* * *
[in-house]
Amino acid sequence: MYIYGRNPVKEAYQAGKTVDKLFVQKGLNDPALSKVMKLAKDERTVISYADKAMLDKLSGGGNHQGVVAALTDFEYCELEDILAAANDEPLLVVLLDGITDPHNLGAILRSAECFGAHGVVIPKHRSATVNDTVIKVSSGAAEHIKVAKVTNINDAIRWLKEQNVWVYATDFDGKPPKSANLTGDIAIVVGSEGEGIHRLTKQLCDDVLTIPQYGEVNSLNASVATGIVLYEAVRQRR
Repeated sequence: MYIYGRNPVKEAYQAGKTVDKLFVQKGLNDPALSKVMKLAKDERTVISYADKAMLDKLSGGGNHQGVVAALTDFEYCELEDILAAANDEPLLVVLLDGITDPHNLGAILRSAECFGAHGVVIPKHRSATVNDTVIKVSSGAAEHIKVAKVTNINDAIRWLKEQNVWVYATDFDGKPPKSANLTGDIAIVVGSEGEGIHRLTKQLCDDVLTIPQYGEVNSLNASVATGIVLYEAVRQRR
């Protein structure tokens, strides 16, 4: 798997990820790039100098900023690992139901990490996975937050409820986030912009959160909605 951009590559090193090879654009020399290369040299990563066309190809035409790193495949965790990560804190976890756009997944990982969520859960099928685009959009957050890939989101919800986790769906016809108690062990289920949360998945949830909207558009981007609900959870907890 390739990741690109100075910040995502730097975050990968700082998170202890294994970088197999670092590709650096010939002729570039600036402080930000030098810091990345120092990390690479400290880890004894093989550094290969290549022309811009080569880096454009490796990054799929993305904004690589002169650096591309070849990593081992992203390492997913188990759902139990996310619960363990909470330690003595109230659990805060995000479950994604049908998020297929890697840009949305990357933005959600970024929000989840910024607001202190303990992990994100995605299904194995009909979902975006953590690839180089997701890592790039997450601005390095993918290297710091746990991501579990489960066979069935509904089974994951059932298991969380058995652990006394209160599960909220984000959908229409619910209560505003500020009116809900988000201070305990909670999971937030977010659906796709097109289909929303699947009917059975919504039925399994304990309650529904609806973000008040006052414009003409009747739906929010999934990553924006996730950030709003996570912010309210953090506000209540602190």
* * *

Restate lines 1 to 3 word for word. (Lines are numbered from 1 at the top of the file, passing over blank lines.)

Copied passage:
[in-house]
Amino acid sequence: MYIYGRNPVKEAYQAGKTVDKLFVQKGLNDPALSKVMKLAKDERTVISYADKAMLDKLSGGGNHQGVVAALTDFEYCELEDILAAANDEPLLVVLLDGITDPHNLGAILRSAECFGAHGVVIPKHRSATVNDTVIKVSSGAAEHIKVAKVTNINDAIRWLKEQNVWVYATDFDGKPPKSANLTGDIAIVVGSEGEGIHRLTKQLCDDVLTIPQYGEVNSLNASVATGIVLYEAVRQRR
Repeated sequence: MYIYGRNPVKEAYQAGKTVDKLFVQKGLNDPALSKVMKLAKDERTVISYADKAMLDKLSGGGNHQGVVAALTDFEYCELEDILAAANDEPLLVVLLDGITDPHNLGAILRSAECFGAHGVVIPKHRSATVNDTVIKVSSGAAEHIKVAKVTNINDAIRWLKEQNVWVYATDFDGKPPKSANLTGDIAIVVGSEGEGIHRLTKQLCDDVLTIPQYGEVNSLNASVATGIVLYEAVRQRR